Advanced 2D and 3D modeling of Directional Solidification of multi-crystalline silicon ingots
(See also an example of consulting work on fully 3D modeling of a laboratory-scale DSS )
Directional Solidification (Casting) of silicon in squared large-scale crucibles is a cost effective technique to grow multi-crystalline Si ingots, which are used to make wafers for solar cells. Crystallization of silicon is initiated on the bottom of the crucible and is maintained in vertical direction by decreasing the heater powers and/or moving of insulation or crucible.
Example of 2D unsteady modeling of DS of multi-Si in CGSim
Figures 1-2 shows computer modeling of crystallization history: the temperature distributions in all elements of the crystallization system , the melt and gas flows simulated by CGSim software.
Crystallization front predictions
It is quite important to keep crystallization front geometry close to a flat shape, especially during the beginning of crystallization. A concave melt/crystal interface results in decreasing grain size and deteriorating wafer quality. CGSim can predict geometry of the melt/crystal interface very well. Fig. 3 demonstrates a comparison to experimental data published in the paper : the interface is flat in the center of the crystal with larger grain size and concave in the crystal periphery with a smaller grain size.
Species transport and segregation
Oxygen, nitrogen, carbon transport and segregation during crystallization dynamics are very important to control for avoiding SiC, Si3N4, and Si2N2O particles formation in the melt and their incorporation into the crystal. Formation of particles along the melt/crystal interface dramatically decreases grain size in the ingot and deteriorates wafer quality. CGSim is a robust tool to simulate species transport including chemical reactions in the melt and gas. 2D or fully 3D unsteady approximations can be used for modeling of convection, diffusion, and segregation of species (see Fig.4). As an example, SiO transport in the gas is coupled to oxygen transport in the melt flow via relations of mass fluxes and equilibrium concentrations along the melt/crystal interface, considering deposition reactions on reactor walls .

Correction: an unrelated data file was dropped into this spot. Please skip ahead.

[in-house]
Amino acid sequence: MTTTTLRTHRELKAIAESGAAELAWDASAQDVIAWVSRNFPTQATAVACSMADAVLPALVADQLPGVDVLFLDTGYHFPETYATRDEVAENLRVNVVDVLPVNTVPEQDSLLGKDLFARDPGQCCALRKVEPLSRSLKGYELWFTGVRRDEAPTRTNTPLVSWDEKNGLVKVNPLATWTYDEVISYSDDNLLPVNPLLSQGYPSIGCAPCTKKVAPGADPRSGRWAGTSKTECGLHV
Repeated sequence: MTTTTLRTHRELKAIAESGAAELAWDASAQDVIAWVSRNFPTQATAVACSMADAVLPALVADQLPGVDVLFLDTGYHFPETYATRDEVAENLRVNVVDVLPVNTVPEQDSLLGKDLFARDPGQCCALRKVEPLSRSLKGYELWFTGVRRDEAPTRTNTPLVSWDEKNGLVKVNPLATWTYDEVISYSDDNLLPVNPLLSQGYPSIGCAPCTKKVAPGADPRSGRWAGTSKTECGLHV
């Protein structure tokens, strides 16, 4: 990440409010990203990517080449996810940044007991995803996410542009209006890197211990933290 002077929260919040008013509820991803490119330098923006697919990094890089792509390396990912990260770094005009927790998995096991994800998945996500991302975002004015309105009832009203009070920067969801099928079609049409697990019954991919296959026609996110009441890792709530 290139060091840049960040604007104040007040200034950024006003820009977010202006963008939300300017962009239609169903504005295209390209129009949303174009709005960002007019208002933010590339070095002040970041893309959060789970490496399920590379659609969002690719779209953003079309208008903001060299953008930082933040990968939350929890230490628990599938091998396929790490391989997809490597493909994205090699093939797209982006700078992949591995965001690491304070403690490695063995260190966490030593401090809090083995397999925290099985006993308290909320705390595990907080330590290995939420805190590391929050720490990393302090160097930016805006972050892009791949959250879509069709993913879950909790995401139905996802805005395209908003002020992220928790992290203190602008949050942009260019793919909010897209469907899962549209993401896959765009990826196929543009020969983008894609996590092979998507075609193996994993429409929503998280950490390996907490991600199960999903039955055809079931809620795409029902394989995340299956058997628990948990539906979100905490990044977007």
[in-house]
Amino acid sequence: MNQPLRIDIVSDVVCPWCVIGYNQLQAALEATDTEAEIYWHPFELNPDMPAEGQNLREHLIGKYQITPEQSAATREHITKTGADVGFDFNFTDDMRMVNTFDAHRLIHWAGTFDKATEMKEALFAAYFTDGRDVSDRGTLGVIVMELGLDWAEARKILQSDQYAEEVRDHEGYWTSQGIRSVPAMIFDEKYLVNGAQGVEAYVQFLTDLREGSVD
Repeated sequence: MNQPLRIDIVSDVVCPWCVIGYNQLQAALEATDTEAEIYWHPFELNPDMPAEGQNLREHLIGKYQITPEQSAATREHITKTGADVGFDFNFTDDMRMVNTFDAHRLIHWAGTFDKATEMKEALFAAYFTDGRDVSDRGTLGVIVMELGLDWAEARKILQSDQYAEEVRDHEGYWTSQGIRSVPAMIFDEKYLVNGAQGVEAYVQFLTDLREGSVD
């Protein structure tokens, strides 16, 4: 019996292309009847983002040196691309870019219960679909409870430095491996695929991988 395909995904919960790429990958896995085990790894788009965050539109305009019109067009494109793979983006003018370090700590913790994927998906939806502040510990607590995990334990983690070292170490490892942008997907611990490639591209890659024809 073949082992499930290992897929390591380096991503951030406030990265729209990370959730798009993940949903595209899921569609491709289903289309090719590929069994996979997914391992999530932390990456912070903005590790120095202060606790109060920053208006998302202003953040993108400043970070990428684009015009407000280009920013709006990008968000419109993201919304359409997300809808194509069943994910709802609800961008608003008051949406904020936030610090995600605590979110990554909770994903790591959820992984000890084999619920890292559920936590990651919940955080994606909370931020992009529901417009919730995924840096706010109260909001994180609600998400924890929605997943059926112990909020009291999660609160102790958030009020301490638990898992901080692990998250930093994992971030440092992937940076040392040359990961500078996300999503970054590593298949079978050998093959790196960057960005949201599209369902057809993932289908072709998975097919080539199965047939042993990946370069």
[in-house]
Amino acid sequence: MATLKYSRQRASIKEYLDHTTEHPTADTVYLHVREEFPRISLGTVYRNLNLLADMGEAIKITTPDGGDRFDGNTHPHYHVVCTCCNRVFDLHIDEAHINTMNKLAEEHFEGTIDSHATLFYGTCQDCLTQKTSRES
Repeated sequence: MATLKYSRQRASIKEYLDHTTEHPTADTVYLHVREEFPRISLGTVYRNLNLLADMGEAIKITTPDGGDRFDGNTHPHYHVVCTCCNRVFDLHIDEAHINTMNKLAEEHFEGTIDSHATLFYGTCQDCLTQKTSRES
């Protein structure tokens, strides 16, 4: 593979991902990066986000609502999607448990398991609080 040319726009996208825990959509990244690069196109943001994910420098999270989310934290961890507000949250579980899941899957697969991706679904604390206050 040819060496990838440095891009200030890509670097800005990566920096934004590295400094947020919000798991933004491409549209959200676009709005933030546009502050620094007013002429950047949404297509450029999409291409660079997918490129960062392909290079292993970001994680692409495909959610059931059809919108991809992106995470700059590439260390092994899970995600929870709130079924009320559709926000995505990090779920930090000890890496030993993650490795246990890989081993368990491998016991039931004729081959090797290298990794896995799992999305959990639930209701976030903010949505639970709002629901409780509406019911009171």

An example of carbon segregation in a Si crystal is presented in Fig.5. In this case, there is 3D unsteady computation considering heat transfer, melt flow, and carbon mass transfer accounting for segregation along moving melt/crystal interface. By melt flow engineering, carbon concentration in the melt can be managed to be lower than the equilibrium solubility level to avoid SiC particles in the crystal.
The model of carbon segregation illustrated in Fig.5 was successfully verified and used for technology optimization in Ref. . As shown in Fig.6, the authors of  reports 10% decrease of carbon concentration in the crystal by using CGSim modeling results, which was obtained by modifications changing the melt flow and crystallization front profile.
 Journal of Crystal Growth, Volume 310, Issues 7-9, April 2008, Pages 2178-2184
 Ying-Yang Teng, Jyh-Chen Chen, Chung-Wei Lu, V.V. Kalaev and S. E. Demina, Crystalline front control of growing multicrystalline Si ingots during the directional solidification process, 18th International photovoltaic Science and Engineering, PVSEC, January 19-23, 2009, Kolkata, India
 Journal of Crystal Growth, Volume 311, 2009, Pages 829–832 Journal of Crystal Growth, Volume 312, Issue 8, April 2010, Pages 1282-1290
 Journal of Crystal Growth, Volume 312, Issue 8, April 2010, Pages 1282-1290